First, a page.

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The Ethnic Conflict Research Digest

1998, Vol. 1 No. 2 .


The Price of Peace
Edited by David Cortright

(Lanham, MD: Rowman & Littlefield, 1998)
52.00; ISBN 0-8476-8556-X; 52.00.
pb.: 19.95; ISBN 0-8476-8557-8-8.



This edited volume is one of the products of the Carnegie Commission on Preventing Deadly Conflict. It explores the use of incentives as foreign policy tools, particularly as carrots used to encourage states to make changes in their domestic or foreign policies. The term 'incentives' is intended to include granting foreign aid, reducing tariffs, extending security assurances, lifting negative sanctions, and so forth. The book focuses on three issue areas, nuclear proliferation, regional conflict resolution, and multilateral conflict resolution. It includes chapters on conflicts in the Korean Peninsula, the Baltic States, South Asia, Bosnia, El Salvador, and South Africa, as well as general chapters on trade and technology incentives and international financial institutions. Ethnic conflict is not the focus here, though it gets touched on secondarily in some of the case studies. The authors of the individual chapters include both academics and policy analysts.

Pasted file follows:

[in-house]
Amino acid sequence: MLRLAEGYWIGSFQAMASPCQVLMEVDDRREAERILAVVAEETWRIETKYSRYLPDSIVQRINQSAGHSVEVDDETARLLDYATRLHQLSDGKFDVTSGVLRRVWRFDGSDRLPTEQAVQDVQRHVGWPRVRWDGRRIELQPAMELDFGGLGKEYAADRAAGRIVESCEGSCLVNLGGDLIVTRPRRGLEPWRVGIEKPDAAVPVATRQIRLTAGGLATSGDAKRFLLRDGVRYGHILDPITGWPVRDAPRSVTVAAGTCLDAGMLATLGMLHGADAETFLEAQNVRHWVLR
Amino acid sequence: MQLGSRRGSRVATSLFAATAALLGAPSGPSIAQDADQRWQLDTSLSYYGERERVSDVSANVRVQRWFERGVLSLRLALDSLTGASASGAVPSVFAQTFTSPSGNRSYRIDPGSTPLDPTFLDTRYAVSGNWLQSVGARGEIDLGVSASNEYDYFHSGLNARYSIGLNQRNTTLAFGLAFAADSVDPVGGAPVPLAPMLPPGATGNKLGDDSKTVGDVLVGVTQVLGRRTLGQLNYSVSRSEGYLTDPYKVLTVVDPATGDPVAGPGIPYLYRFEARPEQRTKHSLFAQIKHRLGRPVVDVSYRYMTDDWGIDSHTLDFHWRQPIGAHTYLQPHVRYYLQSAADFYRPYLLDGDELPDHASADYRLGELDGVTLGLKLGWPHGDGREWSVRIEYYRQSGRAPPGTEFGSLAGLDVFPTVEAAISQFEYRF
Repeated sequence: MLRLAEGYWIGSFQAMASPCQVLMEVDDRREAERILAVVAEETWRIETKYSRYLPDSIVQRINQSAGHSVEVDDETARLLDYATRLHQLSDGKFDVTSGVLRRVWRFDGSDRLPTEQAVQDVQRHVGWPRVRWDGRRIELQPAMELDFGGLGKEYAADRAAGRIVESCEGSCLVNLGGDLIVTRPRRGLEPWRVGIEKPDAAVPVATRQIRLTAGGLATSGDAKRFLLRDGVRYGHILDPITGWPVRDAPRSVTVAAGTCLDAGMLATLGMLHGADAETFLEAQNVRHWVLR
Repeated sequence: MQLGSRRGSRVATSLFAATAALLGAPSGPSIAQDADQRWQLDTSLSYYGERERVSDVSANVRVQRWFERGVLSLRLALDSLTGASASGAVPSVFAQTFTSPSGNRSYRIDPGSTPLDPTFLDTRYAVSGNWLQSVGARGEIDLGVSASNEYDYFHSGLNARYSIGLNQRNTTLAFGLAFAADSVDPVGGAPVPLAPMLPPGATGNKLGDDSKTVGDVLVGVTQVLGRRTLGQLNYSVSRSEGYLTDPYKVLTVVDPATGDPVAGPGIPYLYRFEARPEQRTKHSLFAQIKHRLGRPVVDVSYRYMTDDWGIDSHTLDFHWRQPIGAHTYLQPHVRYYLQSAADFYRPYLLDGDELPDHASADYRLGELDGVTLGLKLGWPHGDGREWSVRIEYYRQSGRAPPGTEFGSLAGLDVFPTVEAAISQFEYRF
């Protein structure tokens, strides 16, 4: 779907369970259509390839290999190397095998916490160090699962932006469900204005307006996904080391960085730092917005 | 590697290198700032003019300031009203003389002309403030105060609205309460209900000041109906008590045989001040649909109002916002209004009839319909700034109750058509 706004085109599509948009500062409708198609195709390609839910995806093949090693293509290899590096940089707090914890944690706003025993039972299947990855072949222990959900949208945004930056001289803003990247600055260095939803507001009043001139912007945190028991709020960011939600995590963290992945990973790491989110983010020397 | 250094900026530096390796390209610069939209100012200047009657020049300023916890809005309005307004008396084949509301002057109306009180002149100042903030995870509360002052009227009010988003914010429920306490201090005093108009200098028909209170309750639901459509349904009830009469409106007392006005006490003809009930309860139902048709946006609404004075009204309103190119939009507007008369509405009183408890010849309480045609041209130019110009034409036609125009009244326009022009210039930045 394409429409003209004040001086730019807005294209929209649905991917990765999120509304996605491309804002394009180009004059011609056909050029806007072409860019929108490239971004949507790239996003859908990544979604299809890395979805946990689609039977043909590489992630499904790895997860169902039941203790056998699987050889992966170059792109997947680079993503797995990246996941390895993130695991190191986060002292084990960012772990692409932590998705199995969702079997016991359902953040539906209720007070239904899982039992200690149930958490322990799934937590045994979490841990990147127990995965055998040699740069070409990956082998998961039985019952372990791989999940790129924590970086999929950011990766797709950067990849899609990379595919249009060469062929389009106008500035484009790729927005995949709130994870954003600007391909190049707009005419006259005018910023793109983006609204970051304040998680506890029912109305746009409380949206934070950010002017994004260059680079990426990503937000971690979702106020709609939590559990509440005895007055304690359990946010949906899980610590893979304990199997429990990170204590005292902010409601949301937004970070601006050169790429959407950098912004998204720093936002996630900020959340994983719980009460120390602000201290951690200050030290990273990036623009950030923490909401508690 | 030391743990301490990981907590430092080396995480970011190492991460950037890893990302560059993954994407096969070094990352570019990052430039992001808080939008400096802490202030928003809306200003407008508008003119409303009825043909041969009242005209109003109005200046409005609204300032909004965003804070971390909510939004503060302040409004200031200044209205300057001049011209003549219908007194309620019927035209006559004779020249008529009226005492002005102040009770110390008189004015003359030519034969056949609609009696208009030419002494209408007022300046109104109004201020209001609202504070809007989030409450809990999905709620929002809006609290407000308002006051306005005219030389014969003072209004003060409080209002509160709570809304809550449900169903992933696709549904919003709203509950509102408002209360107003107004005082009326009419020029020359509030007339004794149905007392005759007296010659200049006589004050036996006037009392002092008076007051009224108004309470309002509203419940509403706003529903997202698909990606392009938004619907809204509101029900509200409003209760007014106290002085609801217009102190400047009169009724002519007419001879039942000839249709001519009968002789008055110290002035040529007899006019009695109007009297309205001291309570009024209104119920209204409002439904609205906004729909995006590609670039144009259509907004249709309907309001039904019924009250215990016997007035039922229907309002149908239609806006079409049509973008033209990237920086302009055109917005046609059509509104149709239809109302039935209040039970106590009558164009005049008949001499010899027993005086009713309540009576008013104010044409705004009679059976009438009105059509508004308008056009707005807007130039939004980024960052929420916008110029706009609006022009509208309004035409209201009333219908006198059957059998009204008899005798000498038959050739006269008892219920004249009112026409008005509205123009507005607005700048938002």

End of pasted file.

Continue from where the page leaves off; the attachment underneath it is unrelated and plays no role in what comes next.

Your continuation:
The contributions to the volume nicely demonstrate that the effectiveness of incentives is likely to vary, depending on the particular circumstances in which they are applied. In their examinations of specific applications of incentives, some authors found incentives to be unsuccessful, some found incentives to work under certain conditions (such as mixing them with sanctions), while others, such as David Cortright and Amitabh Mattoo writing with regard to South Asia, argue unequivocally that, 'carrots will work better than sticks' (p. 126). The generally measured take on the effectiveness of incentives and appreciation for the complexity of certain environments is more persuasive and appealing then the optimistic pro-incentives perspective of the concluding chapter. Though no unified model of incentives or single set of criteria for the effective use of incentives emerges, policy-makers will benefit from some of the insights generated by the array of case studies.


Dan Reiter, Emory University



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